Home > Uncategorized > John William De Forest: Uncivil war

John William De Forest: Uncivil war

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Anti-war essays, poems, short stories and literary excerpts
 
American writers on peace and against war

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John William De Forest
Miss Revenel’s Conversion (1867)

jwdf

[M]en still endeavored to convince each other by argument while holding the pistol to each other’s heads; but from the St. Lawrence to the Gulf there was a spiritual preparedness for slaughter which was to end in such murderous contests as should make ensanguined Europe rise from its thousand battlefields to stare in wonder.

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How many such marriages took place during the War, sweet flowers of affection springing out of the mighty carnage! How many fond girls forgot their womanly preference for long engagements, slow preparations of much shopping and needlework, coy hesitations and gentle maidenly tyrannies, to fling themselves into the arms of lovers who longed to be husbands before they went forth to die! How many young men in uniform left behind them weeping brides to whom they were doomed never to return!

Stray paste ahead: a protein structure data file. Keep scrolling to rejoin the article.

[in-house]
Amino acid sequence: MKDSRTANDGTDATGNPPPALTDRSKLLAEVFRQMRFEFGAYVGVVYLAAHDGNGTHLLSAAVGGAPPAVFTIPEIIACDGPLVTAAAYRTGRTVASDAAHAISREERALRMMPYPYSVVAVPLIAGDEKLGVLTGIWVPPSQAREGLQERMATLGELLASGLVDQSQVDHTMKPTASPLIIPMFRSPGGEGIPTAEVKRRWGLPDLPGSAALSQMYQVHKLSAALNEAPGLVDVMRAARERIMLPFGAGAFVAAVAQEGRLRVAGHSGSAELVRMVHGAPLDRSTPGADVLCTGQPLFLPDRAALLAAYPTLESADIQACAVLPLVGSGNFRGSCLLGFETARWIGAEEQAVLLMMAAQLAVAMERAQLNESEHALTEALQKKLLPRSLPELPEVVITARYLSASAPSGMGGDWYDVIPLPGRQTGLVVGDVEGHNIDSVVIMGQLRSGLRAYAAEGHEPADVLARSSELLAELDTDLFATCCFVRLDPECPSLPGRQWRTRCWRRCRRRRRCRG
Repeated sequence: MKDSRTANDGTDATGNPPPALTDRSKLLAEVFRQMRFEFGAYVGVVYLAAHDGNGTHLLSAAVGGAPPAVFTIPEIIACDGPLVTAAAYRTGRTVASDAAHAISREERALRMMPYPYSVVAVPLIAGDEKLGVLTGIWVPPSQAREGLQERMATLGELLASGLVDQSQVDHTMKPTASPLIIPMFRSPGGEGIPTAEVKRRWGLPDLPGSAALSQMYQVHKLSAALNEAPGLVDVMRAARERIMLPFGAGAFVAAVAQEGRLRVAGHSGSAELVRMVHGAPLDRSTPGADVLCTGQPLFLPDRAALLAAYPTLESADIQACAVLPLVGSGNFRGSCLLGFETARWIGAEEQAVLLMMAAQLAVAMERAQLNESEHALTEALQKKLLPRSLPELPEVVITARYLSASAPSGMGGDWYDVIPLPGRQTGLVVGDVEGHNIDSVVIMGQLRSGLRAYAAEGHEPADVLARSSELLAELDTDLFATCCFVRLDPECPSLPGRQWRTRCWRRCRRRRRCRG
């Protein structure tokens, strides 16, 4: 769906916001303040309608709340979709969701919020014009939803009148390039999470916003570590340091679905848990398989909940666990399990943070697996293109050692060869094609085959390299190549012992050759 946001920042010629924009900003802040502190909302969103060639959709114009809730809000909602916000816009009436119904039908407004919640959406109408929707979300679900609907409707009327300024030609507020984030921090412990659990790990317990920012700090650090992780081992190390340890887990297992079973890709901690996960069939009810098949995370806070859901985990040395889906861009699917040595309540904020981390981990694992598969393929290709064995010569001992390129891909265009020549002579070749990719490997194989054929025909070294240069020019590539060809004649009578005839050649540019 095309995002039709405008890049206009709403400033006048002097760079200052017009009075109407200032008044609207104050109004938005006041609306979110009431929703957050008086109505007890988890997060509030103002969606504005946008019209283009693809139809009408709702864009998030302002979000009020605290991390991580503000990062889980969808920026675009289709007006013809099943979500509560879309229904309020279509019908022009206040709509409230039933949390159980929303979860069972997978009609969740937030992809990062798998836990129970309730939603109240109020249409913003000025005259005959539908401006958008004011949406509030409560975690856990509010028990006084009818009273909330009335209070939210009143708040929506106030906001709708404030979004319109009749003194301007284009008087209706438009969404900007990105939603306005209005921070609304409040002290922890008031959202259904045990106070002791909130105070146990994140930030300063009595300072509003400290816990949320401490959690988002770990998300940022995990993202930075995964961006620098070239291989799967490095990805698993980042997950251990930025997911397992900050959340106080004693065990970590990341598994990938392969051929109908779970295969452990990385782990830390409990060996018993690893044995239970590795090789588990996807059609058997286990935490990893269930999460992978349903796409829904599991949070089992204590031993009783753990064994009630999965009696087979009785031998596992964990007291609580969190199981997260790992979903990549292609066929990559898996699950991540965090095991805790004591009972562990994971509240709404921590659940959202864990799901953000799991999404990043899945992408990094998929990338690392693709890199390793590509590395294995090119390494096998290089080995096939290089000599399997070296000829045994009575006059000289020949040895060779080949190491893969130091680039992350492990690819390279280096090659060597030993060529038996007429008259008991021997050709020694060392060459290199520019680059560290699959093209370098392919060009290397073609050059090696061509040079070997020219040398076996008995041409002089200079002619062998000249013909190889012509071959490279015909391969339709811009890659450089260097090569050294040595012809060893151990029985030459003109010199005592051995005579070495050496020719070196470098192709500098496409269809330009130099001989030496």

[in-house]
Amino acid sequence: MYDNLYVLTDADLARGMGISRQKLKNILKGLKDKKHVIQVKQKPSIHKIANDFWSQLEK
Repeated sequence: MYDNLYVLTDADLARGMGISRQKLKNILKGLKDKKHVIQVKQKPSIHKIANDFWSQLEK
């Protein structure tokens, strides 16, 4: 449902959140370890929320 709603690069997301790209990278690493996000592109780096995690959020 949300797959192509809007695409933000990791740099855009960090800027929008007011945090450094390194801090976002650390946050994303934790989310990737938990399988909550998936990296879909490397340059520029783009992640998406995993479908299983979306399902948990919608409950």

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Deep in the profound and solemn woods, a full mile and a half from the fighting line, they came to the field hospital of the division. It was simply an immense collection of wounded men in every imaginable condition of mutilation, every one stained more or less with his own blood, every one of a ghastly yellowish pallor, all lying in the open air on the bare ground, or on their own blankets, with no shelter except the friendly foliage of the oaks and beeches. In the centre of this mass of suffering stood several operating tables, each burdened by a grievously wounded man and surrounded by surgeons and their assistants. Underneath were great pools of clotted blood, amidst which lay amputated fingers, hands, arms, feet and legs, only a little more ghastly in color than the faces of those who waited their turn on the table. The surgeons, who never ceased their awful labor, were daubed with blood to the elbows; and a smell of blood drenched the stifling air, overpowering even the pungent odor of chloroform. The place resounded with groans…One man, whose leg was amputated close to his body, uttered an inarticulate jabber of broken screams, and rolled, or rather bounced from side to side of a pile of loose cotton, with such violence that two hospital attendants were fully occupied in holding him. Another, shot through the body, lay speechless and dying, but quivering from head to foot with a prolonged though probably unconscious agony. He continued to shudder thus for half an hour, when he gave one superhuman throe, and then lay quiet for ever.

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